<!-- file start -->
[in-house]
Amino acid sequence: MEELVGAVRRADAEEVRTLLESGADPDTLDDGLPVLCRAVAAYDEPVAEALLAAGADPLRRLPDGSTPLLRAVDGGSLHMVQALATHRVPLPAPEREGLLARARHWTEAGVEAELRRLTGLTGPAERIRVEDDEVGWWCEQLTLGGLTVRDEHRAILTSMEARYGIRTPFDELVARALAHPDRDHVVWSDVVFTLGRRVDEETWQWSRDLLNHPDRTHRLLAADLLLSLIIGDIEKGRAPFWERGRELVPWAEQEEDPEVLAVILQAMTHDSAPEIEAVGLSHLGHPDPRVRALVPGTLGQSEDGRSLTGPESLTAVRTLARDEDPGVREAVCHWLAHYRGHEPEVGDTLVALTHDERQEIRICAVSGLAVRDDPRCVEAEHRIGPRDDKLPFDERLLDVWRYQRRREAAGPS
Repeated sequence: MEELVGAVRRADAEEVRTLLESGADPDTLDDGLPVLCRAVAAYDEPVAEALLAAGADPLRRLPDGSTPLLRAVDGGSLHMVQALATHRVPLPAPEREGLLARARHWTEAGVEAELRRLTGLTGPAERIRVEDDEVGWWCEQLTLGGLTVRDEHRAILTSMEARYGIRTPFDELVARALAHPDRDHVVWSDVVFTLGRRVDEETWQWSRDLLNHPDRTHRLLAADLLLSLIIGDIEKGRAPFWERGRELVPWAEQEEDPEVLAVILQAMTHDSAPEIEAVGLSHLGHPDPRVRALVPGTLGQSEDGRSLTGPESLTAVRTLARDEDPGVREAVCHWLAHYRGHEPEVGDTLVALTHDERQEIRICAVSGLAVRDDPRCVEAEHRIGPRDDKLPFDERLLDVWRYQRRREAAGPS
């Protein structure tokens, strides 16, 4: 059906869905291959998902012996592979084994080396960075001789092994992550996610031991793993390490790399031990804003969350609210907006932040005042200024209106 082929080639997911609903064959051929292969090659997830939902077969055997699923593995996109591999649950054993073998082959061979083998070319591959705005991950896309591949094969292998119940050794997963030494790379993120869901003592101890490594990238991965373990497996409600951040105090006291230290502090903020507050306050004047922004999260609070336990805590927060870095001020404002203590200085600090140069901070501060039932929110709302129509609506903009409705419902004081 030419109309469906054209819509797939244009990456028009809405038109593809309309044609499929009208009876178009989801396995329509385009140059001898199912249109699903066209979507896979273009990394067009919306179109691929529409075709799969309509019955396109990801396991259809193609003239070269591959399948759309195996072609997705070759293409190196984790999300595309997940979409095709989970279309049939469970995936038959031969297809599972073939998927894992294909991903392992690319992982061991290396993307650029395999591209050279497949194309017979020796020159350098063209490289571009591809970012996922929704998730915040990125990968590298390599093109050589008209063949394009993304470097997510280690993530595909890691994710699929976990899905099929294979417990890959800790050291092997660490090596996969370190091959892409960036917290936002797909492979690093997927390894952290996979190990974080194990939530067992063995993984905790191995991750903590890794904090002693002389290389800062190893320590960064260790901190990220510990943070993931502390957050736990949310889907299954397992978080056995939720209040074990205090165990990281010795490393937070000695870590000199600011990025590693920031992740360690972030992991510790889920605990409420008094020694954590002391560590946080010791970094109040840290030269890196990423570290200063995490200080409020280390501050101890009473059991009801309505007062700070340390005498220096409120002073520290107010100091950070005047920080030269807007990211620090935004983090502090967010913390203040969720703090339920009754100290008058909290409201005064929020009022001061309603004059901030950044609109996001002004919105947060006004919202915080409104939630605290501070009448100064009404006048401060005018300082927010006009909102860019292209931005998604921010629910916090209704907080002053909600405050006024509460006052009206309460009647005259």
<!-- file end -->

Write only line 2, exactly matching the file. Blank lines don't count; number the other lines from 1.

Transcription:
Amino acid sequence: MEELVGAVRRADAEEVRTLLESGADPDTLDDGLPVLCRAVAAYDEPVAEALLAAGADPLRRLPDGSTPLLRAVDGGSLHMVQALATHRVPLPAPEREGLLARARHWTEAGVEAELRRLTGLTGPAERIRVEDDEVGWWCEQLTLGGLTVRDEHRAILTSMEARYGIRTPFDELVARALAHPDRDHVVWSDVVFTLGRRVDEETWQWSRDLLNHPDRTHRLLAADLLLSLIIGDIEKGRAPFWERGRELVPWAEQEEDPEVLAVILQAMTHDSAPEIEAVGLSHLGHPDPRVRALVPGTLGQSEDGRSLTGPESLTAVRTLARDEDPGVREAVCHWLAHYRGHEPEVGDTLVALTHDERQEIRICAVSGLAVRDDPRCVEAEHRIGPRDDKLPFDERLLDVWRYQRRREAAGPS